Sugar-sweetened beverages are considered “GRAS,” or generally recognized as safe by the FDA, but the petition argues that the agency should take another look.
Americans, on average, consume 18 to 23 teaspoons per day, according to CSPI, triple the recommended amount by the American Heart Association. Those amounts equal an additional 300 to 400 calories to a person’s diet.
Along with the petition, 41 nutritional experts and 20 health agencies and nonprofits signed a letter to FDA Commissioner Margaret Hamburg personally asking her to take up the issue.
Walter Willett, a Harvard University nutrition and epidemiology professor, signed the letter and released a statement in conjunction with CSPI’s petition.
"If one were trying to ensure high rates of obesity, diabetes, or heart disease in a population, one would feed the population large doses of sugary drinks," he said. "The evidence is so strong that it is essential that FDA use its authority to make sugary drinks safer."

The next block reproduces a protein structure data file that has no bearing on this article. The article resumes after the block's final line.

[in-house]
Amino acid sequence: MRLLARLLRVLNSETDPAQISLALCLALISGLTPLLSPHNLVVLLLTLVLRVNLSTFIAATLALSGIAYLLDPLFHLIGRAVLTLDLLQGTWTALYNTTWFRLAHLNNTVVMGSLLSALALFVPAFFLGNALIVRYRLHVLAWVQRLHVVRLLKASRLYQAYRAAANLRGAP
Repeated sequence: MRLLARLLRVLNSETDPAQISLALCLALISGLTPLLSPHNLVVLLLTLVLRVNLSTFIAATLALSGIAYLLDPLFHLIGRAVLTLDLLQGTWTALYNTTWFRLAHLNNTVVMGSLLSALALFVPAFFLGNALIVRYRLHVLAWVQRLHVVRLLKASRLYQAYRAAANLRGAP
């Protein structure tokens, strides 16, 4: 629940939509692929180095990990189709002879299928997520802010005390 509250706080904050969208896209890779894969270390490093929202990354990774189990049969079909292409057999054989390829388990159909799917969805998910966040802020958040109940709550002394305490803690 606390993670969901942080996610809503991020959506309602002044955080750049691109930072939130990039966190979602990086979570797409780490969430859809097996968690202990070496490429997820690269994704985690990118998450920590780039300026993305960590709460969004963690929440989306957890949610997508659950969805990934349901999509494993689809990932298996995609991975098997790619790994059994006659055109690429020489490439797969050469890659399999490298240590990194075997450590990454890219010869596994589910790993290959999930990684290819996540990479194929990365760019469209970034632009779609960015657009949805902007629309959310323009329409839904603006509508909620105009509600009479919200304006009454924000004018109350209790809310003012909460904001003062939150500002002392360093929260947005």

While the petition urges the agency to also take action on sugary cereals and foods, non-alcoholic beverages — fruit drinks, teas, energy drinks and sodas — remain the largest source of sugar-based calories.
“About 14 million people of all ages consume more than one-third of their calories in the form of added sugars,” the group wrote.
The petition also urges the FDA to add a separate line for “added sugar” on nutrition labels and asks the agency to couple with the Centers for Disease Control and Prevention to educate consumers on the risks of sugars’ over-consumption.